Cite this

Vodovotz, Y., Constantine, G., Faeder, J., Mi, Q., Rubin, J., Bartels, J., ... An, G. (2010). Translational systems approaches to the biology of inflammation and healing. Immunopharmacology and Immunotoxicology, 32(2), 181-195. https://doi.org/10.3109/08923970903369867

Translational systems approaches to the biology of inflammation and healing. / Vodovotz, Yoram; Constantine, Gregory; Faeder, James; Mi, Qi; Rubin, Jonathan; Bartels, John; Sarkar, Joydeep; Squires, Robert H.; Okonkwo, David O.; Gerlach, Jörg; Zamora, Ruben; Luckhart, Shirley; Ermentrout, Bard; An, Gary.

In: Immunopharmacology and Immunotoxicology, Vol. 32, No. 2, 06.2010, p. 181-195.

Research output: Contribution to journalArticle

Vodovotz, Y, Constantine, G, Faeder, J, Mi, Q, Rubin, J, Bartels, J, Sarkar, J, Squires, RH, Okonkwo, DO, Gerlach, J, Zamora, R, Luckhart, S, Ermentrout, B & An, G 2010, 'Translational systems approaches to the biology of inflammation and healing', Immunopharmacology and Immunotoxicology, vol. 32, no. 2, pp. 181-195. https://doi.org/10.3109/08923970903369867
Vodovotz, Yoram ; Constantine, Gregory ; Faeder, James ; Mi, Qi ; Rubin, Jonathan ; Bartels, John ; Sarkar, Joydeep ; Squires, Robert H. ; Okonkwo, David O. ; Gerlach, Jörg ; Zamora, Ruben ; Luckhart, Shirley ; Ermentrout, Bard ; An, Gary. / Translational systems approaches to the biology of inflammation and healing. In: Immunopharmacology and Immunotoxicology. 2010 ; Vol. 32, No. 2. pp. 181-195.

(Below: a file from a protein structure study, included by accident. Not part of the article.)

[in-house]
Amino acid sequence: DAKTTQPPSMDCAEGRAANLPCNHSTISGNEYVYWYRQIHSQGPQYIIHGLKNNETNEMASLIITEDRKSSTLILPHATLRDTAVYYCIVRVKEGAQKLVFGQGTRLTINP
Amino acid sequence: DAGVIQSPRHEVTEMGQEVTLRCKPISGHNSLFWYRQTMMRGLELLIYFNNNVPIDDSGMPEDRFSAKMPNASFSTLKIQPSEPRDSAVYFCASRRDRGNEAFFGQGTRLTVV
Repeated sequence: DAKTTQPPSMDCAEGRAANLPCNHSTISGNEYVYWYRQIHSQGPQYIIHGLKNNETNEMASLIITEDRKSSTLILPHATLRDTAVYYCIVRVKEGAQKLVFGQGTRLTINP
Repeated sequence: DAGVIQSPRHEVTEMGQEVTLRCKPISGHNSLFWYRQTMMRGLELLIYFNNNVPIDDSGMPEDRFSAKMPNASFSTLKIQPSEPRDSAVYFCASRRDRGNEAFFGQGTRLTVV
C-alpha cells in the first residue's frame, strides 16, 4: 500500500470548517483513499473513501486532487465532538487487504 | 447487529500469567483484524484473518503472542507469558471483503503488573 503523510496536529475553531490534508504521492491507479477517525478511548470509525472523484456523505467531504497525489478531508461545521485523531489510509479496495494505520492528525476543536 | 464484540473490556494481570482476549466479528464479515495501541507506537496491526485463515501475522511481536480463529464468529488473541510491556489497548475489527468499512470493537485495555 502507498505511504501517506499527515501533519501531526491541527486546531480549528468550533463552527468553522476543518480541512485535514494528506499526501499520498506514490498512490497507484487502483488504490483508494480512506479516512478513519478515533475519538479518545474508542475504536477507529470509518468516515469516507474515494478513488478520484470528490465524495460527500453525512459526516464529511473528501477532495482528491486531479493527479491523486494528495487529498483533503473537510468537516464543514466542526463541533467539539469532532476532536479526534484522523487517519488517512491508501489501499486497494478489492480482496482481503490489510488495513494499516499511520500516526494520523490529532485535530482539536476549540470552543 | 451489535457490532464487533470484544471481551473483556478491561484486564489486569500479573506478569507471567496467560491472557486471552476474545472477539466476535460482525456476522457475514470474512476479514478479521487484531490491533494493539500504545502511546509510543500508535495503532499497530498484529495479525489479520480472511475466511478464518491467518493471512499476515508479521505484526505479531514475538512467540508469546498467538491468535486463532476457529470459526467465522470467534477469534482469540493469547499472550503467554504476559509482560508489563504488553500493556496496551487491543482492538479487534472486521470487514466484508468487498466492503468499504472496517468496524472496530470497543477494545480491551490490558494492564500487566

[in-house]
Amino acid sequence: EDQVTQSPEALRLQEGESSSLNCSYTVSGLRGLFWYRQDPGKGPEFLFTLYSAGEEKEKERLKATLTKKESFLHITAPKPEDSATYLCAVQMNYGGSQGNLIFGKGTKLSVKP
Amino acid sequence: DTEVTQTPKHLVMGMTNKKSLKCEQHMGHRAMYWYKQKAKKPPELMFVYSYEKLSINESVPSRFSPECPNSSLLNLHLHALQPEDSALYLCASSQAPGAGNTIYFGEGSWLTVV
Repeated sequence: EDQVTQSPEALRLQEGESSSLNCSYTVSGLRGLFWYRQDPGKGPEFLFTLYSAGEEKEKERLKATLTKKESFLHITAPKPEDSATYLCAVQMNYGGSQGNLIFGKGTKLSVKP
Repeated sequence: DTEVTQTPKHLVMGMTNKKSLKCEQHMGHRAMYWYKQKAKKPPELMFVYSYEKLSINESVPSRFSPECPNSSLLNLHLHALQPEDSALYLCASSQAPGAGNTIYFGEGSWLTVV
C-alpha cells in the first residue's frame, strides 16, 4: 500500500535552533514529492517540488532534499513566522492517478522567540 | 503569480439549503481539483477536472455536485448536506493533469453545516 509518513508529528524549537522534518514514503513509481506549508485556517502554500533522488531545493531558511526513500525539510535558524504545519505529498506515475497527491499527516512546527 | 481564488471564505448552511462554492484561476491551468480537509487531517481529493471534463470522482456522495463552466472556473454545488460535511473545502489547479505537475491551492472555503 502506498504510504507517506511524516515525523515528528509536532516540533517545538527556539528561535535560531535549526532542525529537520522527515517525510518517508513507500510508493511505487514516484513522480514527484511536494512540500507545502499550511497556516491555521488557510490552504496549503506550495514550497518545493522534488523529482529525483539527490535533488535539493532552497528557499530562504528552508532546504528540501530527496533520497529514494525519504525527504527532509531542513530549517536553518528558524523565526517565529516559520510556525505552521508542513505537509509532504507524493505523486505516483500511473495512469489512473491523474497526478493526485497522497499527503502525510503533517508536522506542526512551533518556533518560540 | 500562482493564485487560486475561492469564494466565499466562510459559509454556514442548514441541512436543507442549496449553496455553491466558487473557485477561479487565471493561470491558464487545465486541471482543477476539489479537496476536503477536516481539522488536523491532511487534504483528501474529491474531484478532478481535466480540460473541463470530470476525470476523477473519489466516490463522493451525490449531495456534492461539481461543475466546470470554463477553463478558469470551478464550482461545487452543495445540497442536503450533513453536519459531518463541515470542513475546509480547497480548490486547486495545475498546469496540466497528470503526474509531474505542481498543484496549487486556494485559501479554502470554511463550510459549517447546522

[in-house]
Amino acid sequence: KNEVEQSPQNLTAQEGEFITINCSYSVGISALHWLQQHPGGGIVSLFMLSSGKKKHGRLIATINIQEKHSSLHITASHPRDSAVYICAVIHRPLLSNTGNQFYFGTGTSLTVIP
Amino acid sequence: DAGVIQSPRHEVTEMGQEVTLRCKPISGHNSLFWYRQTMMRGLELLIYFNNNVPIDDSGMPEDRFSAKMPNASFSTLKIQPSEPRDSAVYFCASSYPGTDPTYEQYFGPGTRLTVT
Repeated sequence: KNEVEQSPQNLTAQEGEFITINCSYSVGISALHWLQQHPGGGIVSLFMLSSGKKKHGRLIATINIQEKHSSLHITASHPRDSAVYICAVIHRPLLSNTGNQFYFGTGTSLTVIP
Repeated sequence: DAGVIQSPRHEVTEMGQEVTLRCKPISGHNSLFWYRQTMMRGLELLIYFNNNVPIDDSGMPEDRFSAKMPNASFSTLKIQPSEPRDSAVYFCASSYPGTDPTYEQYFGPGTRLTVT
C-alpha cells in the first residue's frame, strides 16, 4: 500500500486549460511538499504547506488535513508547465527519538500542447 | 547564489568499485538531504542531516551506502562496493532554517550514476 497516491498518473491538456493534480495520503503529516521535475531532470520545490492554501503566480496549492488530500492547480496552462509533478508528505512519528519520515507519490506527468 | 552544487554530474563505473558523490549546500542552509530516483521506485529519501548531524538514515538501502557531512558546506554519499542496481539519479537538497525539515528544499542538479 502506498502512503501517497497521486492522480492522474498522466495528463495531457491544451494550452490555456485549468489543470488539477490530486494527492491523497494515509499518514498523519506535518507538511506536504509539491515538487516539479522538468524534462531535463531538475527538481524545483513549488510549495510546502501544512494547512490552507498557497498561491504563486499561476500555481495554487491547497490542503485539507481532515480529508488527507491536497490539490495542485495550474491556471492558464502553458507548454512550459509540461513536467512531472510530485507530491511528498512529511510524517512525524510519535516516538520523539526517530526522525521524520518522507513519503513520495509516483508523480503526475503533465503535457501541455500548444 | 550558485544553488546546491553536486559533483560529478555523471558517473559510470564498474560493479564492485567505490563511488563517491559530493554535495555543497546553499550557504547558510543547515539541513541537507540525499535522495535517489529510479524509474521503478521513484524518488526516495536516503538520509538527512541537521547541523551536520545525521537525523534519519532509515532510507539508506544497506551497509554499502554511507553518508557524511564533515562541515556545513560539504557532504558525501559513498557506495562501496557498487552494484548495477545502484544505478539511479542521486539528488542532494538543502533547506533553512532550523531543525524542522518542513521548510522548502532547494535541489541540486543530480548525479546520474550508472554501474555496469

@article{62113bd6836d451fac78f1c2d7687e2d,
title = "Translational systems approaches to the biology of inflammation and healing",
abstract = "Inflammation is a complex, non-linear process central to many of the diseases that affect both developed and emerging nations. A systems-based understanding of inflammation, coupled to translational applications, is therefore necessary for efficient development of drugs and devices, for streamlining analyses at the level of populations, and for the implementation of personalized medicine. We have carried out an iterative and ongoing program of literature analysis, generation of prospective data, data analysis, and computational modeling in various experimental and clinical inflammatory disease settings. These simulations have been used to gain basic insights into the inflammatory response under baseline, gene-knockout, and drug-treated experimental animals for in silico studies associated with the clinical settings of sepsis, trauma, acute liver failure, and wound healing to create patient-specific simulations in polytrauma, traumatic brain injury, and vocal fold inflammation; and to gain insight into host-pathogen interactions in malaria, necrotizing enterocolitis, and sepsis. These simulations have converged with other systems biology approaches (e.g., functional genomics) to aid in the design of new drugs or devices geared towards modulating inflammation. Since they include both circulating and tissue-level inflammatory mediators, these simulations transcend typical cytokine networks by associating inflammatory processes with tissue/organ impacts via tissue damage/dysfunction. This framework has now allowed us to suggest how to modulate acute inflammation in a rational, individually optimized fashion. This plethora of computational and intertwined experimental/engineering approaches is the cornerstone of Translational Systems Biology approaches for inflammatory diseases.",